His sister-in-law is my good friend, Martha, and before Martha and her hubby broke up I hiked up to their farm a handful of times to give spontaneous, ineffective English lessons and drink coffee.
Pablo is what you would call a strong man – his muscles have the benefit of a thin layer of fat over them, making him look as powerful as he is. Close to 6 feet tall, his frame is broad and round. At this point in time he was 21 years old and had been working on coffee farms since he was 5. His facial features are soft, his nose being the most distinctive characteristic because of the pockmarks dug into the skin.
His rather un-impressive physiognomy was made up for by his serious manner, which, after a short time interacting with him was shown to contain an intense passion for poetry. His calmness, too, proves to be a controlled façade of his quick, deep shifts from mood to mood, which you could see in the clenching of his jaw and the hardening of his small, dark eyes.
I spent so much time observing him because the family refused to let me walk the 20 minutes back to my house alone, insisting it was far too dangerous. They may have thought that, or they may have been trying to set me up with Pablo. Or both.
We walked back from the farm chatting as best we could, as my Spanish was still less than fluent. He would tell me the names of flowers, trees, and birds, and point out sloths and howler monkeys that lived in the trees lining the small trail. I appreciated his knowledge and the palpable love he had for his surroundings. He talked animatedly about Ruben Dario, the most well known poet in Nicaragua. Poetry is an almost sacred thing here; poets are extremely respected and honored.
It became clear immediately the Pablo was a smart, determined, hard-working person. It also became clear that he let his emotions rule over his logic. He had a slight stutter that worsened when he felt defensive or upset. His frustration when things were not done or said in the “correct” way was obvious and alarming. Once he laughed derisively in my face when I said that yes, I did believe in evolution, and I could not understand why his reaction made me feel at once evil and stupid for believing it. After three times walking back with him, and three times having my arm jerked forcefully in its socket when he pulled me in to kiss me on the cheek, I resolved not to walk back with him ever again. I dreaded going to the farm, or running into him in town.
When he started sending me text messages, I replied at first to be polite. I had not personally given him my number – Martha had, without my permission. His text messages talked about how beautiful he thought I was, how much in love with me he was, that I was the most amazing woman he’d ever met. When I stopped replying to his messages, he would send me 20 within 30 minutes, telling me in various was that he couldn’t understand why a woman so “bella” could be so “difícil”. In one text he would insult me or say that I was insulting him. In the next he would praise my voice, or face, or gracefulness.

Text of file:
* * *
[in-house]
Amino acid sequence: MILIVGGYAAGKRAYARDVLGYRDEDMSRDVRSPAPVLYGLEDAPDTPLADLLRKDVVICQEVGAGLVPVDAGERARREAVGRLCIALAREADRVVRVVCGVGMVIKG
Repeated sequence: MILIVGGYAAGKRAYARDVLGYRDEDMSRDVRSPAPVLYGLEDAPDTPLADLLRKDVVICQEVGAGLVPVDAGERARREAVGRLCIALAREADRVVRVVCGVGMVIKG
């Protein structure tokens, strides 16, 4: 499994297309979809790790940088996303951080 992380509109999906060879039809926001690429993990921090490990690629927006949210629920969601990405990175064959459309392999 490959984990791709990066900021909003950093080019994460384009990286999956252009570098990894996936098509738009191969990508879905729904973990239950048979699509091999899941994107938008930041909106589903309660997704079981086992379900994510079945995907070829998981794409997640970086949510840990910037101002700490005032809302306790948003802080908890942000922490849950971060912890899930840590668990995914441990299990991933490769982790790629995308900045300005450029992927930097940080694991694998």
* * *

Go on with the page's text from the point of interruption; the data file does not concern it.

His grandmother, when she saw me in town, would ask me why I wasn’t coming up to the farm anymore. I told her that Pablo was sending me strange messages and calling me repeatedly and it made me feel uncomfortable. She refused to believe it, saying that he would never do that because he was a respectful boy, and that I must not be telling the truth.
Once, the grandmother called me, and said that Pablo was sorry and that I should come up to the farm. I told her I would be willing to talk Pablo about the situation in my living room if he desired. Later, when Pablo called me to talk with me, I told him I would not talk over the phone. He neither called nor texted me again for months… The next time I saw him was at a boxing match. I was with my boyfriend. Pablo was wearing a white tank top, black jeans, cowboy boots and nothing else. His shiny black hair was spiked into a small mohawk and he glanced over at me and Leonel consistently and pointedly, after which his friends would look at us and they would all laugh. I was terrified. His unbalanced messages had made it clear to me that he was potentially dangerous. Luckily, nothing happened, but I was paranoid for my boyfriend and myself for the next week.
Pablo disappeared from my life for so long that I had almost forgotten about him. Then, two weeks ago, my phone got a call at almost midnight from an unknown number. I answered because of the potential of it being an emergency – a friend, family member… it was Pablo. I was very confused and half asleep. “Pablo? Who is that?”
“You don’t remember me? It’s your friend, Pablo, Martha’s old brother-in-law… You must remember me. Were you sleeping? Why don’t you like me? Why don’t you come up to the farm?” I didn’t feel fear, just annoyance at the absurdity of the situation, and at being woken up. I hung up and saved the number in my phone as “Pablo, stalker.” Never a dull moment in this life.
NOTE: I use the term “stalker” because that is what the Peace Corps Safety and Security Officer used when I called him to get advice and support early on. I do not use it in a sarcastic way. Stalking is a serious crime and paralyzing threat to the victims.